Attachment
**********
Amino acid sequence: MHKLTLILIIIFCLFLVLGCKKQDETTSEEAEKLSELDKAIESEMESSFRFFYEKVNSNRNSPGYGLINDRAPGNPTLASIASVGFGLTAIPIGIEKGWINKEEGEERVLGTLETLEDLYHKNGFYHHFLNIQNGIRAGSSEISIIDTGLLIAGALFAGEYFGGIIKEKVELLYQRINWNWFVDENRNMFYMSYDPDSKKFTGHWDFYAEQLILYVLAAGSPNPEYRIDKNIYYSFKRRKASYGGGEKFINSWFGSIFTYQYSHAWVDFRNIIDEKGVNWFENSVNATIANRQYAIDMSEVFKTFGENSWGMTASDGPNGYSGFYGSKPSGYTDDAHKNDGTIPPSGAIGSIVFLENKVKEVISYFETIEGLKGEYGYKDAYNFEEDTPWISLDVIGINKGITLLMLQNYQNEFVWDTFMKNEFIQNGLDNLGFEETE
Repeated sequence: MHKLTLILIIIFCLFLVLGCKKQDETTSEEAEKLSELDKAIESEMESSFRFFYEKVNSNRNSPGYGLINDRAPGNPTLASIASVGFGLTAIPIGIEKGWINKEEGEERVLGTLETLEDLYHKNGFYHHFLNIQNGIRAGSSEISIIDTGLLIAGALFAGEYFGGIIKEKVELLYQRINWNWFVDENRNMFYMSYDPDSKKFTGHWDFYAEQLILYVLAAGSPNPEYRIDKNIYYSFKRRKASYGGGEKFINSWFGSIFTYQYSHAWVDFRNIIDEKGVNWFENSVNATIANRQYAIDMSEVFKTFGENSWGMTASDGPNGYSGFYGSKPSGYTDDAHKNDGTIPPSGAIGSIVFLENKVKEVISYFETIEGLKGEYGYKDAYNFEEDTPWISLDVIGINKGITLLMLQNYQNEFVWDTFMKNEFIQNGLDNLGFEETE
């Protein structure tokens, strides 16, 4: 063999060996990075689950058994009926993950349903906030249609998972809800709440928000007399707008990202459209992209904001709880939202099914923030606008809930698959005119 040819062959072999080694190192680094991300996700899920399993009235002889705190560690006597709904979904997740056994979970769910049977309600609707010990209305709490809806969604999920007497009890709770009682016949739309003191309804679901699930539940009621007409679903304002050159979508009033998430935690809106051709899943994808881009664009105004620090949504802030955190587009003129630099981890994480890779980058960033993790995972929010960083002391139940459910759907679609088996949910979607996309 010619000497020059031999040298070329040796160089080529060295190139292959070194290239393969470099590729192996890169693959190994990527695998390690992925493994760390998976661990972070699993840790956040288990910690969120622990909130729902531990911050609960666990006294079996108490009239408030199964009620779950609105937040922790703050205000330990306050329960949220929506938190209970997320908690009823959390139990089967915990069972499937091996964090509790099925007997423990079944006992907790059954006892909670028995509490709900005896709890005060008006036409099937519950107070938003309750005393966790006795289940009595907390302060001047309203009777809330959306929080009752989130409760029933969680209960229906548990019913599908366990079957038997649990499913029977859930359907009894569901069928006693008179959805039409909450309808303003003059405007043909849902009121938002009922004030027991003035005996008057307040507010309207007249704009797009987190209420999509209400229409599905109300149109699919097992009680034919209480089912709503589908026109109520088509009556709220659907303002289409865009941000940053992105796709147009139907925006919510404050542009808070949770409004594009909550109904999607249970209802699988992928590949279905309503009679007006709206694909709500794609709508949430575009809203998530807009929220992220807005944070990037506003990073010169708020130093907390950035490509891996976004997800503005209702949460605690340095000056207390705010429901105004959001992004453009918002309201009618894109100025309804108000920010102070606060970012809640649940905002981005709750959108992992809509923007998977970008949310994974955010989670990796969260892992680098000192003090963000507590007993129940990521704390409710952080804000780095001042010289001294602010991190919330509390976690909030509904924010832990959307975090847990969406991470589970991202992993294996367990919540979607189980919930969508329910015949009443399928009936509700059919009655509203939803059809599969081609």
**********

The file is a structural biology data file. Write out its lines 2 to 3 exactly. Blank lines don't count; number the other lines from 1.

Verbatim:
Repeated sequence: MHKLTLILIIIFCLFLVLGCKKQDETTSEEAEKLSELDKAIESEMESSFRFFYEKVNSNRNSPGYGLINDRAPGNPTLASIASVGFGLTAIPIGIEKGWINKEEGEERVLGTLETLEDLYHKNGFYHHFLNIQNGIRAGSSEISIIDTGLLIAGALFAGEYFGGIIKEKVELLYQRINWNWFVDENRNMFYMSYDPDSKKFTGHWDFYAEQLILYVLAAGSPNPEYRIDKNIYYSFKRRKASYGGGEKFINSWFGSIFTYQYSHAWVDFRNIIDEKGVNWFENSVNATIANRQYAIDMSEVFKTFGENSWGMTASDGPNGYSGFYGSKPSGYTDDAHKNDGTIPPSGAIGSIVFLENKVKEVISYFETIEGLKGEYGYKDAYNFEEDTPWISLDVIGINKGITLLMLQNYQNEFVWDTFMKNEFIQNGLDNLGFEETE
């Protein structure tokens, strides 16, 4: 063999060996990075689950058994009926993950349903906030249609998972809800709440928000007399707008990202459209992209904001709880939202099914923030606008809930698959005119 040819062959072999080694190192680094991300996700899920399993009235002889705190560690006597709904979904997740056994979970769910049977309600609707010990209305709490809806969604999920007497009890709770009682016949739309003191309804679901699930539940009621007409679903304002050159979508009033998430935690809106051709899943994808881009664009105004620090949504802030955190587009003129630099981890994480890779980058960033993790995972929010960083002391139940459910759907679609088996949910979607996309 010619000497020059031999040298070329040796160089080529060295190139292959070194290239393969470099590729192996890169693959190994990527695998390690992925493994760390998976661990972070699993840790956040288990910690969120622990909130729902531990911050609960666990006294079996108490009239408030199964009620779950609105937040922790703050205000330990306050329960949220929506938190209970997320908690009823959390139990089967915990069972499937091996964090509790099925007997423990079944006992907790059954006892909670028995509490709900005896709890005060008006036409099937519950107070938003309750005393966790006795289940009595907390302060001047309203009777809330959306929080009752989130409760029933969680209960229906548990019913599908366990079957038997649990499913029977859930359907009894569901069928006693008179959805039409909450309808303003003059405007043909849902009121938002009922004030027991003035005996008057307040507010309207007249704009797009987190209420999509209400229409599905109300149109699919097992009680034919209480089912709503589908026109109520088509009556709220659907303002289409865009941000940053992105796709147009139907925006919510404050542009808070949770409004594009909550109904999607249970209802699988992928590949279905309503009679007006709206694909709500794609709508949430575009809203998530807009929220992220807005944070990037506003990073010169708020130093907390950035490509891996976004997800503005209702949460605690340095000056207390705010429901105004959001992004453009918002309201009618894109100025309804108000920010102070606060970012809640649940905002981005709750959108992992809509923007998977970008949310994974955010989670990796969260892992680098000192003090963000507590007993129940990521704390409710952080804000780095001042010289001294602010991190919330509390976690909030509904924010832990959307975090847990969406991470589970991202992993294996367990919540979607189980919930969508329910015949009443399928009936509700059919009655509203939803059809599969081609």